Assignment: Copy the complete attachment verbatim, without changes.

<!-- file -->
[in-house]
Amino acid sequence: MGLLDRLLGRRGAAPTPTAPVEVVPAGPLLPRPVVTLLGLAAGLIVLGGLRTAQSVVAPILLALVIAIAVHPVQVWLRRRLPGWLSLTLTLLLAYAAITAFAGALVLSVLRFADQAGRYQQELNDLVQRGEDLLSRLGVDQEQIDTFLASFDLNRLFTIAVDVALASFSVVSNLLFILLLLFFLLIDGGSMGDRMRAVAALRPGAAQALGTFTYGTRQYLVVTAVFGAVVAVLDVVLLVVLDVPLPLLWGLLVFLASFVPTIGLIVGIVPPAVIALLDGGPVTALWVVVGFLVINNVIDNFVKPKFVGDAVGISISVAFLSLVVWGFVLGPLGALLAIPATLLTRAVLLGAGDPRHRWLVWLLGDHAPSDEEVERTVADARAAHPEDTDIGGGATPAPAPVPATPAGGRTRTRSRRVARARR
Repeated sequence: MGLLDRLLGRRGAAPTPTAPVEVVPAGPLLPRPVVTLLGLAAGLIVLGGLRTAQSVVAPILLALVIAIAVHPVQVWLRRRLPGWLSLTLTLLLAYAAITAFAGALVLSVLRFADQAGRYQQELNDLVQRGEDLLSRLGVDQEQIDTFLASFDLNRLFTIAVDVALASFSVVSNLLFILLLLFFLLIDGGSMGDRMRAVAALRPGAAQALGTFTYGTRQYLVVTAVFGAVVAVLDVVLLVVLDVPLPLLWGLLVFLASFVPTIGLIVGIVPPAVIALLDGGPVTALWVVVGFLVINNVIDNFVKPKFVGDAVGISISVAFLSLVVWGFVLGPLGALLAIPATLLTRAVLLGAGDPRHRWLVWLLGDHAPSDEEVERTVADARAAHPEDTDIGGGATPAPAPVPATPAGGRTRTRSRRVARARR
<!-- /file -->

[in-house]
Amino acid sequence: MGLLDRLLGRRGAAPTPTAPVEVVPAGPLLPRPVVTLLGLAAGLIVLGGLRTAQSVVAPILLALVIAIAVHPVQVWLRRRLPGWLSLTLTLLLAYAAITAFAGALVLSVLRFADQAGRYQQELNDLVQRGEDLLSRLGVDQEQIDTFLASFDLNRLFTIAVDVALASFSVVSNLLFILLLLFFLLIDGGSMGDRMRAVAALRPGAAQALGTFTYGTRQYLVVTAVFGAVVAVLDVVLLVVLDVPLPLLWGLLVFLASFVPTIGLIVGIVPPAVIALLDGGPVTALWVVVGFLVINNVIDNFVKPKFVGDAVGISISVAFLSLVVWGFVLGPLGALLAIPATLLTRAVLLGAGDPRHRWLVWLLGDHAPSDEEVERTVADARAAHPEDTDIGGGATPAPAPVPATPAGGRTRTRSRRVARARR
Repeated sequence: MGLLDRLLGRRGAAPTPTAPVEVVPAGPLLPRPVVTLLGLAAGLIVLGGLRTAQSVVAPILLALVIAIAVHPVQVWLRRRLPGWLSLTLTLLLAYAAITAFAGALVLSVLRFADQAGRYQQELNDLVQRGEDLLSRLGVDQEQIDTFLASFDLNRLFTIAVDVALASFSVVSNLLFILLLLFFLLIDGGSMGDRMRAVAALRPGAAQALGTFTYGTRQYLVVTAVFGAVVAVLDVVLLVVLDVPLPLLWGLLVFLASFVPTIGLIVGIVPPAVIALLDGGPVTALWVVVGFLVINNVIDNFVKPKFVGDAVGISISVAFLSLVVWGFVLGPLGALLAIPATLLTRAVLLGAGDPRHRWLVWLLGDHAPSDEEVERTVADARAAHPEDTDIGGGATPAPAPVPATPAGGRTRTRSRRVARARR